That's not to say it isn't still good; I just didn't find the protagonist as interesting this time. Uses "break camp" when it means "make camp" and has a couple of typos, plus a continuity error which is explained if "my age or younger" is read as a mistake for "my age or older". I haven't, in the past, been much of a fan of Valente; when she opened this one with "I don't know what stories are anymore" I mentally agreed with her regarding her lack of knowledge in this area, and by the time I got to "chock full of gadgets and nonsense from parts unknown" I was still thinking it was an apt description of what I was reading.
But it grew on me, gaining coherence slowly, and finally coming to mean something. Something not especially profound, and vastly overdecorated with nonsense for my taste, but something. It didn't, in other words, speak to me. One of those cases of "if the shoe don't fit, it ain't your shoe". What I really didn't like, though, were the repeated scenes of awful suffering, acknowledged to be awful, awful to the viewpoint character, and not, as far as I could see, there to do anything except be awful.
Pedro Enguita rated it really liked it Dec 20, One of the stories is essentially a western, one features caricatures of English landed gentry, and one is basically medieval fantasy, complete with dragons. Dickson's is something of an evolutionary thriller, with military elements, and an improbable schwerpunkt. Amazon Rapids Fun stories for kids on the go. The third is a mutant who isn't part of any guild — practically everyone is part of some guild which protects the interests of its members. Science fiction really wasn't for kids back then Mor rated it really liked it Sep 25,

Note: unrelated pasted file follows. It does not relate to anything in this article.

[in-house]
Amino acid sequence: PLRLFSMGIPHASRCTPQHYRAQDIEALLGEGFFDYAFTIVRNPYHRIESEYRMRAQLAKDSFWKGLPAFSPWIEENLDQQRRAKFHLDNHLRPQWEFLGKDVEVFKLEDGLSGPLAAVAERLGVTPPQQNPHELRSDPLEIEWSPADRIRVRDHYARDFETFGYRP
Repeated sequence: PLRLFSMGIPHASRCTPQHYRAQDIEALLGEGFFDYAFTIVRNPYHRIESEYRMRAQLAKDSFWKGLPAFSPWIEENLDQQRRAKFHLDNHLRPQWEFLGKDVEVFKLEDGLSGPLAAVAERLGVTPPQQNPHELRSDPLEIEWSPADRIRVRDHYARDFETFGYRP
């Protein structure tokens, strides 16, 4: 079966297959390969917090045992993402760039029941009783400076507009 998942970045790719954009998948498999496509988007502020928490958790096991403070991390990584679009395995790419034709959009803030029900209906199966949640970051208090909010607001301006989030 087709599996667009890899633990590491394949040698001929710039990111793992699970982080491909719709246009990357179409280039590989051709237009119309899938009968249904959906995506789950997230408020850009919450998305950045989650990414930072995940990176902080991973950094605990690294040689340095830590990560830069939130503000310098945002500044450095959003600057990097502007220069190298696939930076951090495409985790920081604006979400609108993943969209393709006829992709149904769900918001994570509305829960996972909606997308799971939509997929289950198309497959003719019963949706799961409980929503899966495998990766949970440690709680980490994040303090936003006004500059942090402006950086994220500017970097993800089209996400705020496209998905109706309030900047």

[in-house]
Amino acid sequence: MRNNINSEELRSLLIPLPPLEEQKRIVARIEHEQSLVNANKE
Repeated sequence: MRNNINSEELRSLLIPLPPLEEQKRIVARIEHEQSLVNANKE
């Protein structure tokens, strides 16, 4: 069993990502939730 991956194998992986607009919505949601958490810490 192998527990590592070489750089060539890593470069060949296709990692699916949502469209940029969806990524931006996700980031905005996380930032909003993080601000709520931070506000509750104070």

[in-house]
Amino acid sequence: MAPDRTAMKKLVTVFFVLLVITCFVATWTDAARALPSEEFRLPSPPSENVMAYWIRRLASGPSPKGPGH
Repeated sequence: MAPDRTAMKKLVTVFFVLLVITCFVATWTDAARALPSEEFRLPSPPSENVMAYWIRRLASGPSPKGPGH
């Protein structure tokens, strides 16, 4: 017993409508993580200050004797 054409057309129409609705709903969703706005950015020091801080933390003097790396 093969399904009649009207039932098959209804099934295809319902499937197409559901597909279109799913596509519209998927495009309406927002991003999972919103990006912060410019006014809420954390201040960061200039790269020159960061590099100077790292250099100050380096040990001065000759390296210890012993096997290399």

A couple of misplaced apostrophes, too, and "scrupled" used to mean its opposite, which is odd given the general excellent command of language. Jul 05, Kim rated it really liked it Shelves: Today I am Paul: The women you didn't see: A non-fiction letter to Tiptree Jr. Tuesdays with Molakesh the Desroyer: Did not care for this one. Three Cups of Grief, By Starlight: About a woman having vivid 'flashbacks'. Hungry Daughters of Starving Mothers: A pandemic as told through a food blog.
Cthulhu Mythos in which a watching-type witch tries to discover the fell lord's bride. Did not care for it. Grandmother-nay-Leylit's Cloth of Winds: Another word for world: About the perils of improper translation. Long Goodnight of Violet Wild: Our Lady of the Open Road: A grandson investigates his grandfather's stories of the "Mughal princess" who sold tea. I am biased against the kinds of third acts we see here, but it was lovely up until then.
The Sorceror of the Wildeeps: An African diaspora tale, in a world where the diaspora didn't happen, set in a fictional world that honestly reminded me vaguely of The Book of the New Sun. Mostly works well, although sometimes the prose seems to miss its mark.